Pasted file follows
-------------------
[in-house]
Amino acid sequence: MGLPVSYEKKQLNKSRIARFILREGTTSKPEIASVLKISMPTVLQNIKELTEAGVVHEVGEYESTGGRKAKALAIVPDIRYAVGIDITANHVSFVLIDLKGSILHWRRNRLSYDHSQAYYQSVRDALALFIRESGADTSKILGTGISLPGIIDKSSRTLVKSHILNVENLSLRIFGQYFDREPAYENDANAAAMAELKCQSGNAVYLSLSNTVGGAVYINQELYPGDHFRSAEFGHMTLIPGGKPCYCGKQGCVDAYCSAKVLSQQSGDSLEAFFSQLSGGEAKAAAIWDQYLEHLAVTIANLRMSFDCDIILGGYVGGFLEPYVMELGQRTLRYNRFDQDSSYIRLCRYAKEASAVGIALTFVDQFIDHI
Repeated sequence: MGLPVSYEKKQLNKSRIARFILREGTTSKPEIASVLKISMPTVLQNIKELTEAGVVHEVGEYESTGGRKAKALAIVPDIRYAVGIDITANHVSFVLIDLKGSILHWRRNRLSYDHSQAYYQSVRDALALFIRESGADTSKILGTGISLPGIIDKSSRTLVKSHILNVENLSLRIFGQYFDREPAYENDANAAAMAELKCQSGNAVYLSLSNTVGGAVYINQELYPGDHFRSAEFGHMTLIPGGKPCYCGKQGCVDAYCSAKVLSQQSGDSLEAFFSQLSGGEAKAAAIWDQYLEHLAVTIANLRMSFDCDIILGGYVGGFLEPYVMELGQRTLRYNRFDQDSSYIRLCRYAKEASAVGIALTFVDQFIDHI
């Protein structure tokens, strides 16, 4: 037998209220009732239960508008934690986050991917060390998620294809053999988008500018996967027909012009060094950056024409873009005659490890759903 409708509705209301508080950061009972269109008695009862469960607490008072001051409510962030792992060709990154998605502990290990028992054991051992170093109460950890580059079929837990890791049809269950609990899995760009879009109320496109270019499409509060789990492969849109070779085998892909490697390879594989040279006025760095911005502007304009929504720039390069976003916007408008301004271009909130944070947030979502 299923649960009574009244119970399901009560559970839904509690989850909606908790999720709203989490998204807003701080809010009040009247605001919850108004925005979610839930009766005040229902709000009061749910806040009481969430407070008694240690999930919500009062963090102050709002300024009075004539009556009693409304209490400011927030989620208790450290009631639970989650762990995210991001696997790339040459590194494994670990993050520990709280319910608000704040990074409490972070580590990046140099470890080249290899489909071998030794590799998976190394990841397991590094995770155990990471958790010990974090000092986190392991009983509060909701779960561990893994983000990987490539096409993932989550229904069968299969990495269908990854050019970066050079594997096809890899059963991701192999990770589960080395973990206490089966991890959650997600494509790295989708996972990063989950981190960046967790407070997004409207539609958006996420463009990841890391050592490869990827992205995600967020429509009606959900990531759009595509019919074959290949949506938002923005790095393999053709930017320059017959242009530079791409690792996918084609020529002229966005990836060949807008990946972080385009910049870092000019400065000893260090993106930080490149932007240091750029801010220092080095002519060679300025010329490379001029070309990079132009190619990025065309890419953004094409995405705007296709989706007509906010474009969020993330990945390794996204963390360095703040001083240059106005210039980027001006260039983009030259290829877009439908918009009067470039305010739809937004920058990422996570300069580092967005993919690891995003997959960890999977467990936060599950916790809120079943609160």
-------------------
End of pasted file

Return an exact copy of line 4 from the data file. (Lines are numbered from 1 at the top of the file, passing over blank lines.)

């Protein structure tokens, strides 16, 4: 037998209220009732239960508008934690986050991917060390998620294809053999988008500018996967027909012009060094950056024409873009005659490890759903 409708509705209301508080950061009972269109008695009862469960607490008072001051409510962030792992060709990154998605502990290990028992054991051992170093109460950890580059079929837990890791049809269950609990899995760009879009109320496109270019499409509060789990492969849109070779085998892909490697390879594989040279006025760095911005502007304009929504720039390069976003916007408008301004271009909130944070947030979502 299923649960009574009244119970399901009560559970839904509690989850909606908790999720709203989490998204807003701080809010009040009247605001919850108004925005979610839930009766005040229902709000009061749910806040009481969430407070008694240690999930919500009062963090102050709002300024009075004539009556009693409304209490400011927030989620208790450290009631639970989650762990995210991001696997790339040459590194494994670990993050520990709280319910608000704040990074409490972070580590990046140099470890080249290899489909071998030794590799998976190394990841397991590094995770155990990471958790010990974090000092986190392991009983509060909701779960561990893994983000990987490539096409993932989550229904069968299969990495269908990854050019970066050079594997096809890899059963991701192999990770589960080395973990206490089966991890959650997600494509790295989708996972990063989950981190960046967790407070997004409207539609958006996420463009990841890391050592490869990827992205995600967020429509009606959900990531759009595509019919074959290949949506938002923005790095393999053709930017320059017959242009530079791409690792996918084609020529002229966005990836060949807008990946972080385009910049870092000019400065000893260090993106930080490149932007240091750029801010220092080095002519060679300025010329490379001029070309990079132009190619990025065309890419953004094409995405705007296709989706007509906010474009969020993330990945390794996204963390360095703040001083240059106005210039980027001006260039983009030259290829877009439908918009009067470039305010739809937004920058990422996570300069580092967005993919690891995003997959960890999977467990936060599950916790809120079943609160």